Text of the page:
Mmm–tasty child labor!

Our first entry in the “Prepositional weirdness” category (also known as “It’s only a preposition; how important can it be?”) comes from Salon.com. Thanks go out again to Scott Douglas for sending this.

Tasty child labor!

How important can a preposition be? Well–it can make the difference between a headline no one would look askance at for grammatical reasons, like “Chocolate produced by child labor, says new report,” and one like Salon’s, which stopped our contributor and at least me for a long moment. “Chocolate produced from child labor”? I suppose if I were to think about it long enough I might be able to come up with a reason for using “from” instead of “by” that didn’t have anything to do with a) sheer laziness or b) poor usage, period.

I don’t feel like thinking that long, though.

3 thoughts on “Mmm–tasty child labor!

  1. As far as prepositions go, I have a question about “purpose.” I’ve been in a long-standing debate with a friend about whether or not things are “on purpose” or “with purpose.” I argue that the two are distinctly different. “On purpose” denotes intention. “With purpose” describes the manner in which something was done. She says that “on purpose” is just plain wrong. What say the Grammargeddon Clerics?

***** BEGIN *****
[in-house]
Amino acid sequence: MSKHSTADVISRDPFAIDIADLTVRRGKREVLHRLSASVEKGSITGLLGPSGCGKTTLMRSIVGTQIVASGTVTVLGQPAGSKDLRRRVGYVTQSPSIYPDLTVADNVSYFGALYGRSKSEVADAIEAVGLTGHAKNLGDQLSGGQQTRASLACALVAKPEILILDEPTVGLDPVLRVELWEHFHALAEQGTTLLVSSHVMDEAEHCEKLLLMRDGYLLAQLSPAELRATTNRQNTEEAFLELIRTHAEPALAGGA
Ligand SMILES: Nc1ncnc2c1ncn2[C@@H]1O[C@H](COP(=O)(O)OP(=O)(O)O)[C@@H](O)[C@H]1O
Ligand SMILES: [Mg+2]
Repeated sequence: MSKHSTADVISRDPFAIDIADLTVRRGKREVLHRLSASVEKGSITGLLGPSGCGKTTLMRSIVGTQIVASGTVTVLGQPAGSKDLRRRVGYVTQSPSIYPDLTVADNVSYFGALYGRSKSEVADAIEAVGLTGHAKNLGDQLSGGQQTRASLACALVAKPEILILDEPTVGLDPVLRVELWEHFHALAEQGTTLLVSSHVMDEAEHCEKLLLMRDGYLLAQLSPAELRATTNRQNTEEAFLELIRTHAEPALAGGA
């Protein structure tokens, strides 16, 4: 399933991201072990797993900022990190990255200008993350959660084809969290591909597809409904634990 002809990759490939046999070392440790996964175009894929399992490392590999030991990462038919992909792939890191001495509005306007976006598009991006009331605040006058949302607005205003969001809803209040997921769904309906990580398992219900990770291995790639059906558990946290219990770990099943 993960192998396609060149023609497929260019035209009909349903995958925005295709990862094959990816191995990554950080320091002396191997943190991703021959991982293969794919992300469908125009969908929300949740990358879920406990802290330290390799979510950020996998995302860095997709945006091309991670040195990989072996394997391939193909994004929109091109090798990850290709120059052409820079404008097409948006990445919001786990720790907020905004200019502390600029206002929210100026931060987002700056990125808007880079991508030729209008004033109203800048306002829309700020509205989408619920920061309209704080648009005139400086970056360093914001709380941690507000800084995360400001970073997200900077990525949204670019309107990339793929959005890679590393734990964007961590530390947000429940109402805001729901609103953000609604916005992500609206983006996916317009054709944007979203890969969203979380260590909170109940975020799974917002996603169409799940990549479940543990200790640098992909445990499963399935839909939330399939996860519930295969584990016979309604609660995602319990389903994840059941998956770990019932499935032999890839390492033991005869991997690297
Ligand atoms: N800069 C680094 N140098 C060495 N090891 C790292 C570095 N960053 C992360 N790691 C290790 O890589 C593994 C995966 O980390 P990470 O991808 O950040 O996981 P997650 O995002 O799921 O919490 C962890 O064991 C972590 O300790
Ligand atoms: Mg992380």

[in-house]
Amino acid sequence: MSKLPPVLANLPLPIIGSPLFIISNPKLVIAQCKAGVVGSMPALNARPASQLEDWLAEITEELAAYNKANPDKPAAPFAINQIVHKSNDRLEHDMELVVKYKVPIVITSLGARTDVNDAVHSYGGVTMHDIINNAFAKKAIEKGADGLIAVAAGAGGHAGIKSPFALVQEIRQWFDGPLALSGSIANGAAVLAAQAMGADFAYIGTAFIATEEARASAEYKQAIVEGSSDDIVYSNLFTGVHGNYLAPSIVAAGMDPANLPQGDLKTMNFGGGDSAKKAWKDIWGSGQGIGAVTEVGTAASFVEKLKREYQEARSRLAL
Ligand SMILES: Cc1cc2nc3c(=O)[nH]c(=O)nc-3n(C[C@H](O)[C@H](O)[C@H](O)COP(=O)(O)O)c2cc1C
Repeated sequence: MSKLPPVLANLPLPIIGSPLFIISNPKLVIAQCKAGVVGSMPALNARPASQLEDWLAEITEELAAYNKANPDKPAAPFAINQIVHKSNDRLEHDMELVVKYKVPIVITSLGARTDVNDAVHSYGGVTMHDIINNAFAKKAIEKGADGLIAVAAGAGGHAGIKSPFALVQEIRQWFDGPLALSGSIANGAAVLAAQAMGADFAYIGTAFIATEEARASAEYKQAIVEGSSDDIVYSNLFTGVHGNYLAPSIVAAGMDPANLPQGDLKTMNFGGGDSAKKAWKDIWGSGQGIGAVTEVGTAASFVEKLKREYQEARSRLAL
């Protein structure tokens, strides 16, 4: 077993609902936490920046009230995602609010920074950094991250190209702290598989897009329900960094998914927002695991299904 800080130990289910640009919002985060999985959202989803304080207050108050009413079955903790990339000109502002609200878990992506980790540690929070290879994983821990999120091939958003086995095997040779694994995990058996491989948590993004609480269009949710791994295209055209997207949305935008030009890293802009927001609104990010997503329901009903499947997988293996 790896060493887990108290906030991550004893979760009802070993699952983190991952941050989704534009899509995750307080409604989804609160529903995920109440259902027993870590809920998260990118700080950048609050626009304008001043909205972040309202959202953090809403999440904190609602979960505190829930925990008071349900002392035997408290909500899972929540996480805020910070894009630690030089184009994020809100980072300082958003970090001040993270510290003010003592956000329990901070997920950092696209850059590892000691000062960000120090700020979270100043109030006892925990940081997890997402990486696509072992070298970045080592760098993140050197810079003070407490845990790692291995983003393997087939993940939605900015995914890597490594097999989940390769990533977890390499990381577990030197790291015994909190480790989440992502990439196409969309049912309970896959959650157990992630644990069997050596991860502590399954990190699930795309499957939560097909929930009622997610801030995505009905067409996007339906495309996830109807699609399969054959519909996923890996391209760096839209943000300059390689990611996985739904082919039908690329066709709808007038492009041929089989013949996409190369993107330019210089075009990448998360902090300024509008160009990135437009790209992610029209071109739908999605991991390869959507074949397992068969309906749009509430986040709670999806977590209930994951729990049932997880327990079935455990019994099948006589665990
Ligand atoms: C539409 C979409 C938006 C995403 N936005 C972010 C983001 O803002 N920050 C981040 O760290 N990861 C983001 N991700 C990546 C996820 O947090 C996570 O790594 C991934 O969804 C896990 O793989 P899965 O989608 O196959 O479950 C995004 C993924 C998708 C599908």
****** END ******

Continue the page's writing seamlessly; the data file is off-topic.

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    1. I say that the two phrases are different. While I can’t quote chapter and verse directly, I can get there by talking about “purposefully” and “purposely.” In the Merriam-Webster Dictionary of English Usage (1989), we can find this:

      “. . . ‘(P)urposely’ is the simpler word, meaning merely ‘on purpose, not by accident,’ while ‘purposefully’ is intended to suggest that the persons written about did what they did for a purpose, perhaps even with determination.”

      If “on purpose” is acceptable by M-W standards as shown in the above excerpt, where it’s used to explain “purposely,” who am I to argue? (Especially when I already felt that way, before looking this up . . .)

      Good luck with the long-standing debate. 🙂

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